21 June 2004

In a not entirely surprising development, the Fourth Circuit demonstrated that when the lawyers suggest an illogical result based on an untenable theory of the case, the court will happily answer the question. Illogically. In CoStar v. Loopnet, No. 03-1911 (Jun. 21, 2004) (PDF, 134kb), the majority held that a limited-scope service provider could beat accusations of direct infringement.

CoStar arises from a rather bizarre fact pattern (which is not clear from the opinion). CoStar provides sales and leasing support for commercial real estate, most particularly including copyrighted photographs of available properties (and presumably of teaser properties not actually on the market… but that's for another time). Loopnet is a subscription service that enables lessors to advertise their properties on a website. Loopnet does allow its subscribers to post photographs, but does a very quick "sanity check" of submitted photos before they are posted to the site. At least according to the various decisions, this appears to consist of checking that the photographs are of commercial real estate, non-pornographic, and do not bear obvious indications of copyright.

The problem with this case is that it actually answers almost nothing. CoStar pressed a theory of direct infringement, which did not persuade the court.

Because LoopNet, as an Internet service provider, is simply the owner and manager of a system used by others who are violating CoStar's copyrights and is not an actual duplicator itself, it is not directly liable for copyright infringement.

Slip op. at 3 (emphasis in original). This is not a terribly surprising result. CoStar should have been pressing contributory and vicarious liability. At least, in the abstract it should have been. The Fourth Circuit's law is not terribly clear, but it appears from a quick review that in that circuit a direct infringer must be joined to have a viable contributory or vicarious infringement claim. In this context, that means one or more persons who actually used Loopnet to post photographs that infringe CoStar's copyrights. In turn, that probably means a Doe complaint—which is not a winning technique in the District of Maryland, where the case was heard below.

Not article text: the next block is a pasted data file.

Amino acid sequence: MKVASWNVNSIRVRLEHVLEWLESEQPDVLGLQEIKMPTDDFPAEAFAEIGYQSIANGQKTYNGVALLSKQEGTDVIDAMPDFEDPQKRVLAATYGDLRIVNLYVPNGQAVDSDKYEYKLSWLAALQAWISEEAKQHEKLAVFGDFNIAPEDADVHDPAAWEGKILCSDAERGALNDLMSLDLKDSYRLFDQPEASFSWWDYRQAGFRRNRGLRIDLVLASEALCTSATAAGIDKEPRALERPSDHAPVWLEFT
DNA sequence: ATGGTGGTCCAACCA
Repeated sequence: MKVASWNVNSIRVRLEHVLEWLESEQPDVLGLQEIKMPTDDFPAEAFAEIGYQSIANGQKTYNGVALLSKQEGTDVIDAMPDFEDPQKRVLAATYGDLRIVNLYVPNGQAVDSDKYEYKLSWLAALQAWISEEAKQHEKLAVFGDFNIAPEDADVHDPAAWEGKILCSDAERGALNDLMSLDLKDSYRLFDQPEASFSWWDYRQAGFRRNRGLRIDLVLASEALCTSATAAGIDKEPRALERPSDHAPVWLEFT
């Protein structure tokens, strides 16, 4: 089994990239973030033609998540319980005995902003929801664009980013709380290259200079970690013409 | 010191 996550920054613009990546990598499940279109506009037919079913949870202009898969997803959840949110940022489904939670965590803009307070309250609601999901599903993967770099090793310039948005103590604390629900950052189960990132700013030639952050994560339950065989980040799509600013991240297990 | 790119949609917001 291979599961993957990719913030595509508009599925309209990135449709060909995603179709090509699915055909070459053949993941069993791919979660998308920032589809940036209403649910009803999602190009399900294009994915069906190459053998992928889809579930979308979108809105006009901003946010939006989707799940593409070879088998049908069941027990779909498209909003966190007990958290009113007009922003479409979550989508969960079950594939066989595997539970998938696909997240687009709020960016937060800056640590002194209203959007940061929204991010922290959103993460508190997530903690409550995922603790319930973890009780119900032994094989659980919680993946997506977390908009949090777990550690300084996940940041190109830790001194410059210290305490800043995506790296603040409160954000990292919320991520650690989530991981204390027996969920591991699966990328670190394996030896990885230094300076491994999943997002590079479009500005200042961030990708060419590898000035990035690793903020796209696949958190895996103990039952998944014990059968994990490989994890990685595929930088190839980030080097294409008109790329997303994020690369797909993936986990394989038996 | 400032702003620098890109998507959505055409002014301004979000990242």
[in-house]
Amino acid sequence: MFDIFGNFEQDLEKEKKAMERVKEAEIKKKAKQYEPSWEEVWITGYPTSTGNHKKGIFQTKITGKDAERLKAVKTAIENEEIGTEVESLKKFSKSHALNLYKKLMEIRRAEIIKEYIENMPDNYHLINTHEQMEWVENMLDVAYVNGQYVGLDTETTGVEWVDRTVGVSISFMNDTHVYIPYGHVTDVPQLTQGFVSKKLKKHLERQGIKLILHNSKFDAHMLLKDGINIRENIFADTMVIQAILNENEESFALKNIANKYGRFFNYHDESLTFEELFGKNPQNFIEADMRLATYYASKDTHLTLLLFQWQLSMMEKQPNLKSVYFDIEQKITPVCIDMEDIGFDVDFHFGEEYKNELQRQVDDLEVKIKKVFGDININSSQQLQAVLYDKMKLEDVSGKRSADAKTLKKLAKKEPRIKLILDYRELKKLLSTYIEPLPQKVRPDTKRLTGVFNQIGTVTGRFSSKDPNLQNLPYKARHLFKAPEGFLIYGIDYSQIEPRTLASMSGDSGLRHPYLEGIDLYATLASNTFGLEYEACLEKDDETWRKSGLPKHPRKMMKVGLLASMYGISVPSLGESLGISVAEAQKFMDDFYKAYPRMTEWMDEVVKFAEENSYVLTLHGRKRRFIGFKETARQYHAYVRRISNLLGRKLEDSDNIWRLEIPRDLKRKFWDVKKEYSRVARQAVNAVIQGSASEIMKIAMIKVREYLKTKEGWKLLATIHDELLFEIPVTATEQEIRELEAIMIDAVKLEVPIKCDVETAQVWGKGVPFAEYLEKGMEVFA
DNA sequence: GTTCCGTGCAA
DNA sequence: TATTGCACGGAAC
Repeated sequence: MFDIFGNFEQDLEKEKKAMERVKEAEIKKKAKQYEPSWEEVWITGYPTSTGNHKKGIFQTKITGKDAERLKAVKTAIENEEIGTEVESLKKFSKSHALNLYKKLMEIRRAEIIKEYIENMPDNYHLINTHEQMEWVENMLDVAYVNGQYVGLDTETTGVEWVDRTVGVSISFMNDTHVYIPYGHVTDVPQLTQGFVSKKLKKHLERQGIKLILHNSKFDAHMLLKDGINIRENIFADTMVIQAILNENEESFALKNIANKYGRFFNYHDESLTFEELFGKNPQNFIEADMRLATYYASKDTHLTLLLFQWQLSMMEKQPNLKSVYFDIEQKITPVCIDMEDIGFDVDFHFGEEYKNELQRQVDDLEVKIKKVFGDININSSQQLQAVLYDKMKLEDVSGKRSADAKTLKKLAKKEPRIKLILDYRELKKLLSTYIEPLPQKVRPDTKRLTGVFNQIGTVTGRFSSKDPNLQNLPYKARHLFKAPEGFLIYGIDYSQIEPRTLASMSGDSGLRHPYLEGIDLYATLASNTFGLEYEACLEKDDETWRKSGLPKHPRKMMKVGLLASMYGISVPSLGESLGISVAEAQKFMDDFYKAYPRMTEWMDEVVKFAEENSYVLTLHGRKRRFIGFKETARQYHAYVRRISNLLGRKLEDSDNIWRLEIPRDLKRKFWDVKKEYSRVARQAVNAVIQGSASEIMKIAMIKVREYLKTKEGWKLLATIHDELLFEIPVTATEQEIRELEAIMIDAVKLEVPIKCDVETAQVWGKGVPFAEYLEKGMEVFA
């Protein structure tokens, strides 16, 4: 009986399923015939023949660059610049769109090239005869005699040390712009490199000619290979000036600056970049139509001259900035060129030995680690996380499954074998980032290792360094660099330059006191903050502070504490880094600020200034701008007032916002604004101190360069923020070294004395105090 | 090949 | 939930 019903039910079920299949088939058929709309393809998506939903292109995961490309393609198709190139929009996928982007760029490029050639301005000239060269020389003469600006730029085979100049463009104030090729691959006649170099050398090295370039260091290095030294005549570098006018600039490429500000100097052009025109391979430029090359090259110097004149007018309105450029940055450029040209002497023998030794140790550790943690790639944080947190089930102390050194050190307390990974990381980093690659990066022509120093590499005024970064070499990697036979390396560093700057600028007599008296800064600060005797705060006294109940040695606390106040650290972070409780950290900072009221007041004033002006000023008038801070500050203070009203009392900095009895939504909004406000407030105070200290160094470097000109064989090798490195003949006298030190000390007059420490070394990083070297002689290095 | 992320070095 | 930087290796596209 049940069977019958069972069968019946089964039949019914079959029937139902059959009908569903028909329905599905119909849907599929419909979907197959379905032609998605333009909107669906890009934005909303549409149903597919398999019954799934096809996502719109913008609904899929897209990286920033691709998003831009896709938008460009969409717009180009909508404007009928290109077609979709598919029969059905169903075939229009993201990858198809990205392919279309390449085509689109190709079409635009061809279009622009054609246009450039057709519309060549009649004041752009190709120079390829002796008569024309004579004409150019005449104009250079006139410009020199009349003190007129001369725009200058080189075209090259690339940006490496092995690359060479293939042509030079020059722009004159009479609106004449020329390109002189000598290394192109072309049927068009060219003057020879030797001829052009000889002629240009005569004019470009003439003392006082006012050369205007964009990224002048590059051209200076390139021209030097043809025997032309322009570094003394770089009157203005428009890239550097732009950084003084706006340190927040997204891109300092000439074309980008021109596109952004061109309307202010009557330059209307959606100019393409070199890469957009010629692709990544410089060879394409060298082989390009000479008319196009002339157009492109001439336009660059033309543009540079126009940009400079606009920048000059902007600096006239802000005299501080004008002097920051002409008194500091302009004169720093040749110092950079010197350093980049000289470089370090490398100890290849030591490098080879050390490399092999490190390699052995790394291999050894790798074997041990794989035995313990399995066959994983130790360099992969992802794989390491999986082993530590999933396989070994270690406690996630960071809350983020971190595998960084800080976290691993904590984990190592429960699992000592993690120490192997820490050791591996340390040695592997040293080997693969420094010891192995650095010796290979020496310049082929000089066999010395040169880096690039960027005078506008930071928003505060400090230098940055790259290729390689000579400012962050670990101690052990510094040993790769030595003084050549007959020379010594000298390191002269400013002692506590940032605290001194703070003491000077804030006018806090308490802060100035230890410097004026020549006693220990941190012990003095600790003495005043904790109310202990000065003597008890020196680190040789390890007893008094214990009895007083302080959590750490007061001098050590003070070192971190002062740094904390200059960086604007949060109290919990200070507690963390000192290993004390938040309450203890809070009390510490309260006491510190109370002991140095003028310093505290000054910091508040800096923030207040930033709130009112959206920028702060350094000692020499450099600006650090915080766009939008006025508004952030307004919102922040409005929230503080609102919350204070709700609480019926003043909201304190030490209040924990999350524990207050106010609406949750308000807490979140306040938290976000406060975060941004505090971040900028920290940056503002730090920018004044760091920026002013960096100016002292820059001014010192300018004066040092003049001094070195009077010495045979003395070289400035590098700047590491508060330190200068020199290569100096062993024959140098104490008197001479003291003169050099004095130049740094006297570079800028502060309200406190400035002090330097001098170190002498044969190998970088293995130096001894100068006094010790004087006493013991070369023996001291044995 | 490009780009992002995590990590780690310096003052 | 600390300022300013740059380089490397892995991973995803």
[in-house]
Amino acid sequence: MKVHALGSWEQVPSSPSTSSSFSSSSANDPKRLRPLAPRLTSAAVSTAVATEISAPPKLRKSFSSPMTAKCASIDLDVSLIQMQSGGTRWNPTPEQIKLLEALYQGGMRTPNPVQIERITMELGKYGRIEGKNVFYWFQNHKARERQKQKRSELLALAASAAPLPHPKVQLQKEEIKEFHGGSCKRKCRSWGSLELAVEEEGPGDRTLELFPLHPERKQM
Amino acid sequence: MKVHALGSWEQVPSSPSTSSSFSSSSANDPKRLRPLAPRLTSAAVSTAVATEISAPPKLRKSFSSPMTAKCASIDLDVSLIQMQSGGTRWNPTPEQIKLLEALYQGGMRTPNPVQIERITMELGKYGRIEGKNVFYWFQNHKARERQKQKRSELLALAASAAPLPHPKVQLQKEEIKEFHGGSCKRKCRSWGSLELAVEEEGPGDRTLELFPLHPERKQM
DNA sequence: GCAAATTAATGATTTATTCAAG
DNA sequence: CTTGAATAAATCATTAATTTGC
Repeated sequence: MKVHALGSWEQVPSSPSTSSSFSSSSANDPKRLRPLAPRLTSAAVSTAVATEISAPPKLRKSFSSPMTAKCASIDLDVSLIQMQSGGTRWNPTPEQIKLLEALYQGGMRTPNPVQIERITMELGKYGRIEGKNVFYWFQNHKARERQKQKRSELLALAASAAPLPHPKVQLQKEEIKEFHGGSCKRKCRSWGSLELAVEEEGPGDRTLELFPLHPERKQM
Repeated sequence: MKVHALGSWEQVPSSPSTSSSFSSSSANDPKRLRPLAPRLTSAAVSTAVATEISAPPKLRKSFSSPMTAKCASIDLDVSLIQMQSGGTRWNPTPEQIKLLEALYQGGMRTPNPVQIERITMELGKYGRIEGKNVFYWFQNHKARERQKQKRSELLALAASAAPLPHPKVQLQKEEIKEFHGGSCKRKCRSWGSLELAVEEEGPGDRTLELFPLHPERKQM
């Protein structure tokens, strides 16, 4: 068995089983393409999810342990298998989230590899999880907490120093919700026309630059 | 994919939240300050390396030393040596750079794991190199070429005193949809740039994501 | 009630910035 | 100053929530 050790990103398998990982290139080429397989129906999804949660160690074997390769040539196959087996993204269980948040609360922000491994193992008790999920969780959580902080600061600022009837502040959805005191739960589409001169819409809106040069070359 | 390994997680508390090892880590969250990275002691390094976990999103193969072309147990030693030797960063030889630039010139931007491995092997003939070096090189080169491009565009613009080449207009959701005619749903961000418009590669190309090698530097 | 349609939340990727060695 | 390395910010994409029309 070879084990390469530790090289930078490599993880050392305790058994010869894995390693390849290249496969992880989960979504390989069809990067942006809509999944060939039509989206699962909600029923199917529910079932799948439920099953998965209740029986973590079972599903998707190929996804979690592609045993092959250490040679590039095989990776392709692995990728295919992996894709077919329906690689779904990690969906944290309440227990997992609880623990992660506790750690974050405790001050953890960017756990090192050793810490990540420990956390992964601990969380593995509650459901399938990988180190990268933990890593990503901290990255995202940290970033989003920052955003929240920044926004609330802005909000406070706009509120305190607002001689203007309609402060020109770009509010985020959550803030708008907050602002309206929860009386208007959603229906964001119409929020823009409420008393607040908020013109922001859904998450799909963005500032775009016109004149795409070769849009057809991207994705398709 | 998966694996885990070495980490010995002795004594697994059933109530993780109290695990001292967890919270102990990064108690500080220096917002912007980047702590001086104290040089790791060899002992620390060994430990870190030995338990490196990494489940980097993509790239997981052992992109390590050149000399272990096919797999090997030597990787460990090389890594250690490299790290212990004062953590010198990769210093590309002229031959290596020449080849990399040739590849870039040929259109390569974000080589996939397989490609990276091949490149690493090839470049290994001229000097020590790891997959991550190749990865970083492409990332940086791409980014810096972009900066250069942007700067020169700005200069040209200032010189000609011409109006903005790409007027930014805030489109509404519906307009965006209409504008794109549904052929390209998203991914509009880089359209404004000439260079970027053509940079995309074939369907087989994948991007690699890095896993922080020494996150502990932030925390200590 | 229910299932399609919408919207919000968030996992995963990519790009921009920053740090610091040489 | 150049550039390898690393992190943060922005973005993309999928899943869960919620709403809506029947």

What this means in the long run is that the rhetoric in the Fourth Circuit's opinion will be quoted out of context in cases turning on contributory or vicarious infringement, or in attempts to intimidate persons making what are essentially contributory or vicarious infringement claims. Interestingly, the Fourth Circuit cites the Ninth Circuit's opinion in Ellison only for the proposition that the DMCA did not "rewrite copyright law for the on-line world." Of course, Ellison is a contributory/vicarious infringement matter. The parties appear to have obstinately refused to address any theory of liability other than direct; the court obliged their apparent myopia with an opinion that only Mr Magoo could love.